together is not only naive, it is completely and utterly stupid.

I don't see the family farmers I live around packing up and moving into Charlotte so that they don't have to drive so far to get to the grocery store or so that they have access to public transportation and light rail. Not every county is created equal. We have no public transportation options in Union County. There is transport for disabled residents only. (Maybe elderly)

I live in a rural area and chose to move out here so that we would have land to garden/farm and could plant fruit trees and be a little closer to "living off the land." We wanted land to care for - land that wouldn't have concrete poured over it in our lifetimes. My mileage has actually decreased since moving so far out because I run all my errands on the same day. The state will make less money off of me when compared to my life in Mecklenburg.

So, this lightweight thinks it is OK to penalize those of us who live out in the country when we are already penalized by having no public transportation options to begin with. I moved out here knowing I didn't have these options, so I don't expect them. Most people in eastern Union County were born here. They are here because it is home. It is a way of life. They shouldn't be penalized simply because they are farmers, raise poultry and breed cattle. They won't move, but they will raise prices on their crops if they can or they will sell out to a developer for millions so that more concrete can be poured on family farms.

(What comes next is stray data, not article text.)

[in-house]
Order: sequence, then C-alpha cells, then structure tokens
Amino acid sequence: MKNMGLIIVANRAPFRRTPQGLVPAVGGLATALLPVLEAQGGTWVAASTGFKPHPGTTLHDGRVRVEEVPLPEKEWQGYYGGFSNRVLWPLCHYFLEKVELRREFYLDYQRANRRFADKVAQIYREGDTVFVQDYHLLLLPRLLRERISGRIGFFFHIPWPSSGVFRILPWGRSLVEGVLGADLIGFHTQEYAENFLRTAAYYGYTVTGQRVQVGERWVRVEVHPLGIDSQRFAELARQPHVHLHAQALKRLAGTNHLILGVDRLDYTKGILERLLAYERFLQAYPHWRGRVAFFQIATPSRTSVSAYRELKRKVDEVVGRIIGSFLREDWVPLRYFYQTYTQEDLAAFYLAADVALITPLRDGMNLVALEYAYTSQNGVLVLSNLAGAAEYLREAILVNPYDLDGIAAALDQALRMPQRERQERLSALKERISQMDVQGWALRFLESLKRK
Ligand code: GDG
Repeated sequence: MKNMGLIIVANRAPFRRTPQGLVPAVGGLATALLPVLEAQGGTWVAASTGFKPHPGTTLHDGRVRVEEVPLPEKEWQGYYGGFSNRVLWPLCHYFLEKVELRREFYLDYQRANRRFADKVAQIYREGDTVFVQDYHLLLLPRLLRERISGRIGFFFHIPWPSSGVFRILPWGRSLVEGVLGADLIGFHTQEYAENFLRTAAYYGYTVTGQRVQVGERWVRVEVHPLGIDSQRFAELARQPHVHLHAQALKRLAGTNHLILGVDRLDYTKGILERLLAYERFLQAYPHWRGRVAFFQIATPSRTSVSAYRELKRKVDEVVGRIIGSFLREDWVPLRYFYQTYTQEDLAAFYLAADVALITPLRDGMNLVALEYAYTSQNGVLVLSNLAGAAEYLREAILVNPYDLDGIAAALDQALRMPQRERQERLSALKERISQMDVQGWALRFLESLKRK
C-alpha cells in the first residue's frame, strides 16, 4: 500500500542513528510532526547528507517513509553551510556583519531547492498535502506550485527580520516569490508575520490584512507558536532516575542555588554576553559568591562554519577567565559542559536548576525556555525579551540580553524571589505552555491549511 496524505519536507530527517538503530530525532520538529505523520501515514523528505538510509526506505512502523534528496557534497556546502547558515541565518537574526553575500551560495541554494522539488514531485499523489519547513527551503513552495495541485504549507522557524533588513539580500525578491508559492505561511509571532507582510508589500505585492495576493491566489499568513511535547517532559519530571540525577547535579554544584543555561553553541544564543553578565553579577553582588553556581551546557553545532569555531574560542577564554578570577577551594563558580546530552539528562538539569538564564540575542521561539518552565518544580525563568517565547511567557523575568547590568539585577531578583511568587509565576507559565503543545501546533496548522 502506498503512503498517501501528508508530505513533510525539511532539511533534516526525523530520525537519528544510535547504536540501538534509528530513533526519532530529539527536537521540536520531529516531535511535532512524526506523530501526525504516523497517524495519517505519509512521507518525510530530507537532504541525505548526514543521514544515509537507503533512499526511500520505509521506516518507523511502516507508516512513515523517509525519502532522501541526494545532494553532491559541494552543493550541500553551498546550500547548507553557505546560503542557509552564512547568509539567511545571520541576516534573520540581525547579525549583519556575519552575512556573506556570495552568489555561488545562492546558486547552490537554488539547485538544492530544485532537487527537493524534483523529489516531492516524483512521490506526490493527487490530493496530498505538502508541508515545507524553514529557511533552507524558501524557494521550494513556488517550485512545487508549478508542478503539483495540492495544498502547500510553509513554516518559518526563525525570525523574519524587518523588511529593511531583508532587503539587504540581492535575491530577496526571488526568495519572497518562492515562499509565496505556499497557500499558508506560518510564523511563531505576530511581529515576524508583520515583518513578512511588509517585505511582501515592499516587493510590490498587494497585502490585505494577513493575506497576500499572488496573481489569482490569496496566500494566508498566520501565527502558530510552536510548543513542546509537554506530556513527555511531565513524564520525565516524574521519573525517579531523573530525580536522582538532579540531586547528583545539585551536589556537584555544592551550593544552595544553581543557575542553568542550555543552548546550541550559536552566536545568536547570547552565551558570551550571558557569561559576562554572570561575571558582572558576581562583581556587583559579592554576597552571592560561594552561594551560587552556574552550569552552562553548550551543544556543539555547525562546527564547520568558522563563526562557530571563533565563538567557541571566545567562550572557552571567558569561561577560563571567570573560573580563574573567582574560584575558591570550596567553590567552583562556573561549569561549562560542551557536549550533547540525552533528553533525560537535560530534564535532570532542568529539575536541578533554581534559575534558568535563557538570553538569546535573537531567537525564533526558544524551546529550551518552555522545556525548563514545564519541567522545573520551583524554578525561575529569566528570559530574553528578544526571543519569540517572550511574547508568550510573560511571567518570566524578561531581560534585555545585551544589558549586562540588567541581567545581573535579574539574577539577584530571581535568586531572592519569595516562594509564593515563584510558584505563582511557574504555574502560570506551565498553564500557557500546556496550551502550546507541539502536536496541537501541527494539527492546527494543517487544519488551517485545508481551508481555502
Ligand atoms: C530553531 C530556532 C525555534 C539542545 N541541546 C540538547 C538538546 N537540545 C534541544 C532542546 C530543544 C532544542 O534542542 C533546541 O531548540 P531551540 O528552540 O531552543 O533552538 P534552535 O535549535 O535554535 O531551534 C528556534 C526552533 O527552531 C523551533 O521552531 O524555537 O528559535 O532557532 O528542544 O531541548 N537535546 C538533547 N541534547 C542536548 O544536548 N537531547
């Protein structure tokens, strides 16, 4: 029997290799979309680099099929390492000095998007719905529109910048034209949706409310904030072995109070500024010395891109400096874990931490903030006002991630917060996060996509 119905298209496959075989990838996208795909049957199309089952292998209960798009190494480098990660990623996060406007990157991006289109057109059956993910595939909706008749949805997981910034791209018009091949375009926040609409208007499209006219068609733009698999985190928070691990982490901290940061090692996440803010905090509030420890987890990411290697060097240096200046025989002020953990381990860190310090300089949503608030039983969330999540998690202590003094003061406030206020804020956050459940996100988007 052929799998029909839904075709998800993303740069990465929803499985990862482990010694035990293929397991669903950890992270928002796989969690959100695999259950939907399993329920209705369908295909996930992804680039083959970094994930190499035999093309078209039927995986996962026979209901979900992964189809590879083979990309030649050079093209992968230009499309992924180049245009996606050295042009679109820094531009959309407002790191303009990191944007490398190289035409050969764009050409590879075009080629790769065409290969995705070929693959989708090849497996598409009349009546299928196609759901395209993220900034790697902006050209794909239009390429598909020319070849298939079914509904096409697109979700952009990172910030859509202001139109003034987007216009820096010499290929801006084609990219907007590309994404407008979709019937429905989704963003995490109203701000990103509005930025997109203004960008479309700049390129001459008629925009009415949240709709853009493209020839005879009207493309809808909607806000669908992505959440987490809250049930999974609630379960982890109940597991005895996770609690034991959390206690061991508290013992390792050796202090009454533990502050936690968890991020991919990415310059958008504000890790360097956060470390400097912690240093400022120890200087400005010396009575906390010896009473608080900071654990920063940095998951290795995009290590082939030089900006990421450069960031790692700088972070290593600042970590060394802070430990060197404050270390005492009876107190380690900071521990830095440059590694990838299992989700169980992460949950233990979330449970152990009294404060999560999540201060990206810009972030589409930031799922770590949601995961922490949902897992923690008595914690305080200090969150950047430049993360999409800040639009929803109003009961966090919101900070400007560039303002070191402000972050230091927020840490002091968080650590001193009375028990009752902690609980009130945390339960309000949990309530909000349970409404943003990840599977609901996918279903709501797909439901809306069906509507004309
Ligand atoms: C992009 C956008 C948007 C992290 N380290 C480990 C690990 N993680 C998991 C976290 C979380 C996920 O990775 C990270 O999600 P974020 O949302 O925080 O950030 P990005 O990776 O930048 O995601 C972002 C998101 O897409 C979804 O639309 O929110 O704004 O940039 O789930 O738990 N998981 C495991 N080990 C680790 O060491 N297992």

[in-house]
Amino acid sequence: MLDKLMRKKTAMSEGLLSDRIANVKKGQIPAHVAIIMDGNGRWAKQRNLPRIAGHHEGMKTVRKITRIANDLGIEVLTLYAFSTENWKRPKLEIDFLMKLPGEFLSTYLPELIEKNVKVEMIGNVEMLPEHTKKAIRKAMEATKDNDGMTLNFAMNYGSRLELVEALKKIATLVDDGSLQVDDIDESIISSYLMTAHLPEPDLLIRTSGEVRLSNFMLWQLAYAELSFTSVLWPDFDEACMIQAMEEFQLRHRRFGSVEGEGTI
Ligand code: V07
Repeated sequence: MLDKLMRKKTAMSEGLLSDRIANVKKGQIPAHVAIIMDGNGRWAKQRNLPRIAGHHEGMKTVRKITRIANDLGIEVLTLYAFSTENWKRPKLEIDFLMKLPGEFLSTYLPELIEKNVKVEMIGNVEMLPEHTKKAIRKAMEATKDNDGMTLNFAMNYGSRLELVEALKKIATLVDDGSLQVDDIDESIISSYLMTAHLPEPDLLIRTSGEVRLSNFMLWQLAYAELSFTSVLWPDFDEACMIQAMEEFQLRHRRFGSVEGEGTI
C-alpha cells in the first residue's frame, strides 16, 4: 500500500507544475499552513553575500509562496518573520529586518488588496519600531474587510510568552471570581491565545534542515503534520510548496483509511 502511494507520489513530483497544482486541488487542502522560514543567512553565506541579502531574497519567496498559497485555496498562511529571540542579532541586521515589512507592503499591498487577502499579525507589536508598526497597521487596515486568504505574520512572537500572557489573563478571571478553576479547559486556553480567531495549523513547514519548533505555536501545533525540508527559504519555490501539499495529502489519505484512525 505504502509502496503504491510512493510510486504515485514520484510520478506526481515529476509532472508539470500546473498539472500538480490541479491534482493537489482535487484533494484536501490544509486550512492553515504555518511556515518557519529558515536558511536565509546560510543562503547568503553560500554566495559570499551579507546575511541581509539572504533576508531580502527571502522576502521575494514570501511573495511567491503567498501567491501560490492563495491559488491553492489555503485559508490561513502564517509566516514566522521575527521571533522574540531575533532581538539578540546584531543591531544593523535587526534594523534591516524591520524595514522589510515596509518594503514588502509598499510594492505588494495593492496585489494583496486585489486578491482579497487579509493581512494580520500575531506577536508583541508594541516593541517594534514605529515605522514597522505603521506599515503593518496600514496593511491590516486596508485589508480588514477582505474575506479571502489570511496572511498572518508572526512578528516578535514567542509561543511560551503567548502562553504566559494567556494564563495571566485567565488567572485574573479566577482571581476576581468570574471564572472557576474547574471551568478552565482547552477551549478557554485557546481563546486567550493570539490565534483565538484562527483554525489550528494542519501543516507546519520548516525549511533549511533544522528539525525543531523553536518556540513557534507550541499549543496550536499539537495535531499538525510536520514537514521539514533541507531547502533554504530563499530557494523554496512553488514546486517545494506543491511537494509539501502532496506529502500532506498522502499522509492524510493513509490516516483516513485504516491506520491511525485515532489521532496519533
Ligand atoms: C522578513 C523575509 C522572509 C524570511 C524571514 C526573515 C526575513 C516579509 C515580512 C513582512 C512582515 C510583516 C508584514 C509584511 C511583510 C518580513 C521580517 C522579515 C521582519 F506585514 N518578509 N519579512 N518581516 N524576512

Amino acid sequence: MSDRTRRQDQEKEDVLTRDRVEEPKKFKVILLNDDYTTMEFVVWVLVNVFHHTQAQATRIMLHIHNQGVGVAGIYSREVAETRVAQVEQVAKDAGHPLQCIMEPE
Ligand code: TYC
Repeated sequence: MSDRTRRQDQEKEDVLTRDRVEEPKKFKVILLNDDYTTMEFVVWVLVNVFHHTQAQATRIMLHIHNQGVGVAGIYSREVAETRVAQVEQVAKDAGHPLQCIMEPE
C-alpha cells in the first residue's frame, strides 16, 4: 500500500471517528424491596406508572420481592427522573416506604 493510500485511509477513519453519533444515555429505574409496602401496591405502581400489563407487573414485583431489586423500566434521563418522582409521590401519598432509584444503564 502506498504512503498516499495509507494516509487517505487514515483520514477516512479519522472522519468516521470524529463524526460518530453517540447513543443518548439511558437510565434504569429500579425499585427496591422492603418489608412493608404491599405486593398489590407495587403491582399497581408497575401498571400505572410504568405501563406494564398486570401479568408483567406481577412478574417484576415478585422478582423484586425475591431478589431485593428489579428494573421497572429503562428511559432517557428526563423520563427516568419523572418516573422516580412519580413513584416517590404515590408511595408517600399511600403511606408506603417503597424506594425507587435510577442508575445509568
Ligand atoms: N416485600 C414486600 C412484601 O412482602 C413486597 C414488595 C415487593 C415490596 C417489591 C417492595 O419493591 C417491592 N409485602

Vote Democratic! The ass you save may be your own.

Farren's ok.

David's a good guy, very thoughtful. This is just one policy item disagreement. I think he's just putting too much weight on the anti-sprawl effect from VMT in future housing selection by suburbanites, and not giving enough credit to the alternative. It's true enough that any of the options for encouraging energy efficiency in transportation have the likelihood of being rougher on those who live in rural areas and must drive long distances. He would probably argue that the farmer and other business driver can deduct those expenses, so the burden spreads out more generally. Even if so, though, I would still contend the gas tax is a better option for my original reasons.

Dan Besse

I've been a steady supporter of SELC

this is the first "huh?" moment I've had. And I'm sad to report, "huh?" moments can be fatal to ongoing contributions. At a time when everyone's cutting back everything, we all make tough choices about which organizations and candidates we'll give money to and which we won't.

There are a lot of good guys

who think and say very stupid things.

Farmers can't deduct trips to the grocery store. Farmers can't deduct mileage on farm vehicles that are used for personal use. Not everyone living in rural areas are farmers. I simply used that as an example.

Vote Democratic! The ass you save may be your own.

For some of the reasons SELC gave